The thought of pursuing a divorce is a difficult decision for a number of reasons including whether you can financially make it on your own.
Typically, the more vulnerable spouse in the divorce equation is the one who makes less income. For this spouse, they will likely be concerned with how they can afford the lifestyle they have become accustomed to without their spouse’s financial assistance. If you are contemplating divorce and are not the family bread winner, you may be a candidate to receive spousal support. This is especially given the Iowa Supreme Court’s recent recognition of a new category of spousal support that helps dependent spouses financially bridge the gap after a divorce. See In Re Marriage of Pazhoor, 2022 WL 815293 (2022).
In an Iowa divorce proceeding, courts may order spousal support after assessing the following factors:
- The length of the marriage.
- The age and physical and emotional health of the parties.
- The distribution of property made pursuant to section 598.21.
- The educational level of each party at the time of marriage and at the time the action is commenced.
- The earning capacity of the party seeking maintenance, including educational background, training, employment skills, work experience, length of absence from the job market, responsibilities for children under either an award of custody or physical care, and the time and expense necessary to acquire sufficient education or training to enable to the party to find appropriate employment.
- The feasibility of the party seeking maintenance becoming self-supporting at a standard of living reasonably comparable to that enjoyed during the marriage, and the length of time necessary to achieve this goal.
- The tax consequences to each party.
- Any mutual agreement made by the parties concerning financial or service contributions by one party with the expectation of future reciprocation or compensation by the other party.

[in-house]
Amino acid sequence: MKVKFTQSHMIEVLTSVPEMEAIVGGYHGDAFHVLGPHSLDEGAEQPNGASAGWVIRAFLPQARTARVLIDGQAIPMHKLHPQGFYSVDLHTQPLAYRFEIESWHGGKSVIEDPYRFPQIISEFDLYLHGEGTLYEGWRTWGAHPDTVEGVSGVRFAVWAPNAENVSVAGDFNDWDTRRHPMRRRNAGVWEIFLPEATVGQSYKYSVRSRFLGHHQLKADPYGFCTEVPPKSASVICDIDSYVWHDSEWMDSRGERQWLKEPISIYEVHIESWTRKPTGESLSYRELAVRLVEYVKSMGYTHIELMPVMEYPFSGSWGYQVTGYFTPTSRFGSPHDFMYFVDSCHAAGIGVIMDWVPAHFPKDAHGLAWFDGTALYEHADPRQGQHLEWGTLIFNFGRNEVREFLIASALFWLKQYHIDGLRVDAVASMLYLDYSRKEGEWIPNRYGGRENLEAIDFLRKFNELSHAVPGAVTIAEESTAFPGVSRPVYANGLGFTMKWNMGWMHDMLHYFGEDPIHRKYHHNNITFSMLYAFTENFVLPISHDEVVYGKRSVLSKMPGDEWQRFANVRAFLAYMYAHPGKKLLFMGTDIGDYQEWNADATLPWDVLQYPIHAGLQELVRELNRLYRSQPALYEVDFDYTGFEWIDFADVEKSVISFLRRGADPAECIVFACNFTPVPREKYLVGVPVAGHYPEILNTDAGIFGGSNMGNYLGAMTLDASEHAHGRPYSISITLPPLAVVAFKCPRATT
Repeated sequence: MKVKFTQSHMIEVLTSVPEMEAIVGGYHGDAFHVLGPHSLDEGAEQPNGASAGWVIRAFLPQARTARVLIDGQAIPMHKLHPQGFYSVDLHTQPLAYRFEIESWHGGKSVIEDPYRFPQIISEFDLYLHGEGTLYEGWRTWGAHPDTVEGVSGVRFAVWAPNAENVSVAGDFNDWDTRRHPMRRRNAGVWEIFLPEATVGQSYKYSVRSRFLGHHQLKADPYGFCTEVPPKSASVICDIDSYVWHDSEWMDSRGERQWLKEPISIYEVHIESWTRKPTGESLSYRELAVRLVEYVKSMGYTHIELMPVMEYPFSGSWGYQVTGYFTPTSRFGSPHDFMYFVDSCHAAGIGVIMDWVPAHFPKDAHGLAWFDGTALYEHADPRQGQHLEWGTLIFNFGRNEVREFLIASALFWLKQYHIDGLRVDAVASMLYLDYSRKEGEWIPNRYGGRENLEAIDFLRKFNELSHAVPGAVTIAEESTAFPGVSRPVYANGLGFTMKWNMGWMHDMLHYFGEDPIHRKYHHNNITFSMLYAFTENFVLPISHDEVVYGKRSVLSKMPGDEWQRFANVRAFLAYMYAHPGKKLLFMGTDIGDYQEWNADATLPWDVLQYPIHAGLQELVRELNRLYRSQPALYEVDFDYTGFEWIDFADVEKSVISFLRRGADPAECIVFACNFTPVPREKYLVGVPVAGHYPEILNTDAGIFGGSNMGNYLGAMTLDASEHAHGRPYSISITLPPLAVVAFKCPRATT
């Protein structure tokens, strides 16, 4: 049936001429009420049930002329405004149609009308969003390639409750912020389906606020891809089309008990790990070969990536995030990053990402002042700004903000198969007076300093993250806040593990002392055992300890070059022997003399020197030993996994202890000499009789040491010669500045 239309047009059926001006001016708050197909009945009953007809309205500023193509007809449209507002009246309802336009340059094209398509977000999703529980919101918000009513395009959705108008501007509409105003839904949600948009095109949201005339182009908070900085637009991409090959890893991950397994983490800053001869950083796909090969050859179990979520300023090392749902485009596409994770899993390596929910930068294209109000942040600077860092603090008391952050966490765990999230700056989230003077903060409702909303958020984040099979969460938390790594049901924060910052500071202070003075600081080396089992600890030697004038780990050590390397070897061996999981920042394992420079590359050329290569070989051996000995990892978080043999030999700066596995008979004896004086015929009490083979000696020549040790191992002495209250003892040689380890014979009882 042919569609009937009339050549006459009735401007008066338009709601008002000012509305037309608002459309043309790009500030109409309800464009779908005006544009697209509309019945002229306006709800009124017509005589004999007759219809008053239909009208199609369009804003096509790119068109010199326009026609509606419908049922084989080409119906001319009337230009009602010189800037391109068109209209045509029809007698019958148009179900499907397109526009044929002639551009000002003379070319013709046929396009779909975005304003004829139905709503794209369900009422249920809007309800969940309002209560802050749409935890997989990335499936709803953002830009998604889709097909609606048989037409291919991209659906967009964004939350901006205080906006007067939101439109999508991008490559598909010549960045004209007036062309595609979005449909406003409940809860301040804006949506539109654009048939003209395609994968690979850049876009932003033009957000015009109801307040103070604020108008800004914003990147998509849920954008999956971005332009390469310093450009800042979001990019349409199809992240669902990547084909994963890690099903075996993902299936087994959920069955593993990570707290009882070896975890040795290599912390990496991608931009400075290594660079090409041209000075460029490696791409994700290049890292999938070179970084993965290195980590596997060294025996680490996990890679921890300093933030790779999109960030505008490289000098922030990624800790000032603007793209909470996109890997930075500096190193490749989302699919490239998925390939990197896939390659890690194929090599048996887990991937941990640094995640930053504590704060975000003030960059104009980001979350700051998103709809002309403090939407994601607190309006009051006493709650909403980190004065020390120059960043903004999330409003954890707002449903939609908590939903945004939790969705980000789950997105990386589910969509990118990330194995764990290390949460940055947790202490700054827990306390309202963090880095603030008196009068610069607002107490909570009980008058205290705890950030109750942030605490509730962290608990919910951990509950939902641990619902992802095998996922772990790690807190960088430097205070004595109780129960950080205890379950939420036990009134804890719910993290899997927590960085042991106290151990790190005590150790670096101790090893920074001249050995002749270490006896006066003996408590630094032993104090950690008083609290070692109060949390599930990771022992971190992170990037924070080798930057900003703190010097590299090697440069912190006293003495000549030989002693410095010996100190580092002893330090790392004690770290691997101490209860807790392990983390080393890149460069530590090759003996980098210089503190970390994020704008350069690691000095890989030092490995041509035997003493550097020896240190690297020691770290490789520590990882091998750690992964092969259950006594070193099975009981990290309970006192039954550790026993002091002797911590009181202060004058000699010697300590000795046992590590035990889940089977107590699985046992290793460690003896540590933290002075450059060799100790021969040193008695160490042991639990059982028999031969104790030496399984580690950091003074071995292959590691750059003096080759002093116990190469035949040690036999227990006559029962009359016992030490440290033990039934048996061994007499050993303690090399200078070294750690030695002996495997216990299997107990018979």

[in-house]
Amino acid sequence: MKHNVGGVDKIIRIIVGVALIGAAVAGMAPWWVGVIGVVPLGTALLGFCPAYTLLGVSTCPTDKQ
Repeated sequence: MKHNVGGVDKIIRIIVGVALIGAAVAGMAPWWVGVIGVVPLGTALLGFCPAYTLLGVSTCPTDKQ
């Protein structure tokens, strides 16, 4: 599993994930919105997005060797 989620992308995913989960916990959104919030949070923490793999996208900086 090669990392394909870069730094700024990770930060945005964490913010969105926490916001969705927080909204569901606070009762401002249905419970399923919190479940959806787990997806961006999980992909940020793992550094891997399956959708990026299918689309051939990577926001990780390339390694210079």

- The provisions of an antenuptial agreement.
- Other factors the court may determine to be relevant in an individual case.
In light of these factors, Iowa courts have routinely recognized three distinct categories of spousal support: traditional/permanent, reimbursement, and rehabilitative. Traditional or permanent spousal support is usually awarded in long-term marriages where one spouse is incapable of self-support. Rehabilitative spousal support is typically awarded in cases where the dependent spouse needs retraining or education to re-join the workforce. Lastly, reimbursement spousal support is commonly awarded in marriages where the dependent spouse made economic sacrifices for the other spouse to increase his or her earning capacity.
Sometimes, however, a party’s circumstances do not fit neatly into one of these categories, which is why In Re Marriage of Pazhoor recognized a fourth type of support: transitional spousal support. With transitional spousal support, dependent spouses who make significantly less income have an opportunity to request temporary financial assistance until they get back up on their feet. This expansion of spousal support will likely increase spousal support awards in shorter term marriages and cases where the property division does not provide the dependent spouse adequate resources to rebound from the marriage.
If you are wondering whether you are a candidate for transitional spousal support or want more information on spousal support in Iowa, feel free to contact Regan Conder.